The film will be presented at 3:30 p.m. that day in Academic Building IV Room 220.
“Inheritance,” a documentary, is the story of Monika Hertwig, the daughter of Nazi commander and mass murderer Amon Goeth, who spent her life in the shadow of her father’s sins, trying to come to terms with her “inheritance.”
Goeth was portrayed by Ralph Fiennes in the movie “Schindler’s List.”
She seeks out Helen Jonas-Rosenzweig, who was enslaved by Goeth and is one of the few living eyewitnesses to his unspeakable brutality.
“The women’s raw, emotional meeting unearths terrible truths and lingering questions about how the actions of our parents can continue to ripple through generations,” said Tracy Szymczak, SHSU VISTA (Volunteers in Service to America) in charge of the series.
“This film is important because what happened should not be forgotten and it shows the journey of two women dealing with the same legacy and trying to come to terms with it,” she said.
Repeat viewings will be held at 3:30 p.m. on Wednesday (April 8) and at 6 p.m. on April 14, also in AB IV Room 220.
Admission is free and all showings are open to the public.
For more information, contact Szymczak at email@example.com or 936.294.1156.
New School of Music faculty member Javier Pinell will perform both masterworks and newer compositions on Monday (April 6).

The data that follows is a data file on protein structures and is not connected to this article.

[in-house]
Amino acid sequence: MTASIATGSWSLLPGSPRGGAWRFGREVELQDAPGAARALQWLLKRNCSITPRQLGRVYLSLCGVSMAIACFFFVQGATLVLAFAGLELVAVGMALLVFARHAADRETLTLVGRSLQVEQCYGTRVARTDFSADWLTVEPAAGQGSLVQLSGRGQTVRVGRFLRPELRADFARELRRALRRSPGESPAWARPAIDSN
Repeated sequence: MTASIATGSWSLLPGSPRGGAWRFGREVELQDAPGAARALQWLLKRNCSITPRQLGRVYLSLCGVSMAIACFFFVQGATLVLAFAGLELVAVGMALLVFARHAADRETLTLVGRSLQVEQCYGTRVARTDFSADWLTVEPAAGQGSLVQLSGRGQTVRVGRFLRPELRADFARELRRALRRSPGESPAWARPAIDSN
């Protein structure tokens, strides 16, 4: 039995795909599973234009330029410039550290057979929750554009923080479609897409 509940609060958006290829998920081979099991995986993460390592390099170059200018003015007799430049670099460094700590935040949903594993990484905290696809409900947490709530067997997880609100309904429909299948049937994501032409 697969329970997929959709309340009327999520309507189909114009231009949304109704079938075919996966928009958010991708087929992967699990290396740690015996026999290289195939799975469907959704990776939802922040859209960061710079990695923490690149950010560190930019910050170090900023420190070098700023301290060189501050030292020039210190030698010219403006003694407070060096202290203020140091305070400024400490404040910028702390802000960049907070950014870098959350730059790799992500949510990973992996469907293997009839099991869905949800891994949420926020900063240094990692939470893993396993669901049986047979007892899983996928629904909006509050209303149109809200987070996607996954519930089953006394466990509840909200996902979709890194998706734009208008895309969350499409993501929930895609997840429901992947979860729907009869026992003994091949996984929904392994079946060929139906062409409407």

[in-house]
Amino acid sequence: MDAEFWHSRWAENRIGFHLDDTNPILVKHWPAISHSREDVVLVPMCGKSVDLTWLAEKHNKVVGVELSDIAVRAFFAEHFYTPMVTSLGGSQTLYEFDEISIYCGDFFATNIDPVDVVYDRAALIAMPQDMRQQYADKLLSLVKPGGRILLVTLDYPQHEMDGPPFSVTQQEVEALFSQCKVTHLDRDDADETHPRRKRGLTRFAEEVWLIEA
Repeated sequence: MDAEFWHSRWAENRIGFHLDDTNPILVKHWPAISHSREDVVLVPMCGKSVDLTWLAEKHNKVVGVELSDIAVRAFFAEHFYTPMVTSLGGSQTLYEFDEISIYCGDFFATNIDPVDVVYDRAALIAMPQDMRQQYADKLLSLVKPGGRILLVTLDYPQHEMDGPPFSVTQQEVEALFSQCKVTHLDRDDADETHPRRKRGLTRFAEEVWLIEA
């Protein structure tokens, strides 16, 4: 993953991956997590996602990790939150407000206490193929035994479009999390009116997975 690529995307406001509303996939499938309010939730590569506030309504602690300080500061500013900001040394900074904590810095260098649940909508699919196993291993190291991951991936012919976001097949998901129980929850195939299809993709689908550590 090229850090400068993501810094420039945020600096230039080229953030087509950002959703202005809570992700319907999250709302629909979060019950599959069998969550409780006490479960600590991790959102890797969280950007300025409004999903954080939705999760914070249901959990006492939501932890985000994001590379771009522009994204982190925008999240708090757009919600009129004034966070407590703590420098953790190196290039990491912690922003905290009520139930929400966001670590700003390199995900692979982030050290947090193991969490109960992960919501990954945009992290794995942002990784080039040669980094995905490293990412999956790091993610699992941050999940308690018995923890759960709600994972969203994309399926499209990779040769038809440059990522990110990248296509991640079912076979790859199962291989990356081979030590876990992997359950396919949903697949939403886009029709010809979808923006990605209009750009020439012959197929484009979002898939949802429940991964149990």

Pinell will perform with assistant professor of piano Ilonka Rus for the faculty violin recital at 7:30 p.m. in the Recital Hall.
The program will include works by Wolfgang Amadeus Mozart and Cesar Franck, as well as newer compositions by French composer Lili Boulanger, Czech composer Ladislav Burlas, and Bolivian composer Gustavo Navarre.
Pinell, an assistant professor of violin and strings area coordinator, has been teaching at SHSU since the fall. He also serves on the violin faculty at the Interlochen Center for the Arts in Michigan.
As a performer, he has traveled extensively, appearing with orchestras in Bolivia, Venezuela, Japan, Germany, Luxembourg, Peru and throughout the U.S.
He earned his bachelor’s degree from Wayne State University, his master’s degree from Miami University in Ohio, and his doctorate from Florida State University.
Admission is free.
For more information, call the School of Music at 936.294.1360.
The Student Advising and Mentoring Center will give students considering graduate school all of the information they need during an informational seminar on Tuesday (April 7).
The presentation, which will include a question-and-answer session, will be held from 11 a.m. to 12:30 p.m. in the SAM Center classroom, located in College of Humanities and Social Sciences Building Room 190.